The New York Criminal Law Blog

The Status of the Legalization of Marijuana in New York

In his 2013 State of the State address, Gov. Andrew Cuomo talked about cannabis legislation, suggesting that perhaps it was time to loosen the laws a bit in New York.

But that won't be an easy step for the governor. New York has some stringent marijuana laws on the books. Since 1977, marijuana possession has been a misdemeanor in New York, subjecting offenders to a fine if the drug is not in public view.

That being said, possession of amounts under 25 grams won't typically amount to a criminal possession, but still falls under the "unlawful" category. It's a civil offense. Possession of up to 25 grams (0.88 ounces) is punishable by a fine of $100 for a first-time offender.

As we move up the chain, a second offense within a three-year period is punishable by a fine of $200. And for a third offense in the same period, you're looking at a fine of $250, with possible jail time of up to 15 days.

Of course, put it in public view or light it up in public, and you could be arrested for a Class B misdemeanor, with a fine of $250 and a maximum jail sentence of 90 days.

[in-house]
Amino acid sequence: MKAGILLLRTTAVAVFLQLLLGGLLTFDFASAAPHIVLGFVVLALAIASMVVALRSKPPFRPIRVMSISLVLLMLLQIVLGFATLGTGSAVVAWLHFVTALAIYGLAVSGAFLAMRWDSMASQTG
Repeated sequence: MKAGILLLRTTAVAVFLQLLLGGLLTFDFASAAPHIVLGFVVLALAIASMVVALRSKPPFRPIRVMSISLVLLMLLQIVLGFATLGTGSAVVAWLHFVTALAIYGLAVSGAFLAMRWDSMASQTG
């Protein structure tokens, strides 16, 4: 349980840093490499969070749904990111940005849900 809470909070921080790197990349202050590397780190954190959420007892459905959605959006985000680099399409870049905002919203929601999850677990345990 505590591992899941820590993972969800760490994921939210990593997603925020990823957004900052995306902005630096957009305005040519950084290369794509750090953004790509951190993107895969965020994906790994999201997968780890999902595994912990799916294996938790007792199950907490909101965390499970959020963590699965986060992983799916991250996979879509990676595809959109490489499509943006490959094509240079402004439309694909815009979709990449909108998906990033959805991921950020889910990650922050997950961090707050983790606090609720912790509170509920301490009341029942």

Growing or cultivating cannabis is a Class A misdemeanor and is punishable by up to 1 year in prison, and/or a fine of up to $1,000. What's interesting, however, is how the penalties for selling drug paraphernalia are much harsher than those for growing cannabis.

The use or sale of scales and balances used or designed for the purpose of weighing cannabis is also a crime. It's a Class A misdemeanor and is punishable by up to 1 year in prison. That's just for the first offense, however. Get caught doing it again, and you're looking at a Class D felony, with up to 7 years in prison.

Of course, the grower will likely face harsh penalties when the sale or trafficking offense is tacked on to the cultivation offense. Then, we're looking at even longer prison terms.

Gov. Cuomo is proposing the idea of decriminalizing possession that is in public view, if the quantity is 15 grams (about a half ounce) or less, Gothamist reports. This would reduce it from a misdemeanor to a violation.

Let's see where that goes.

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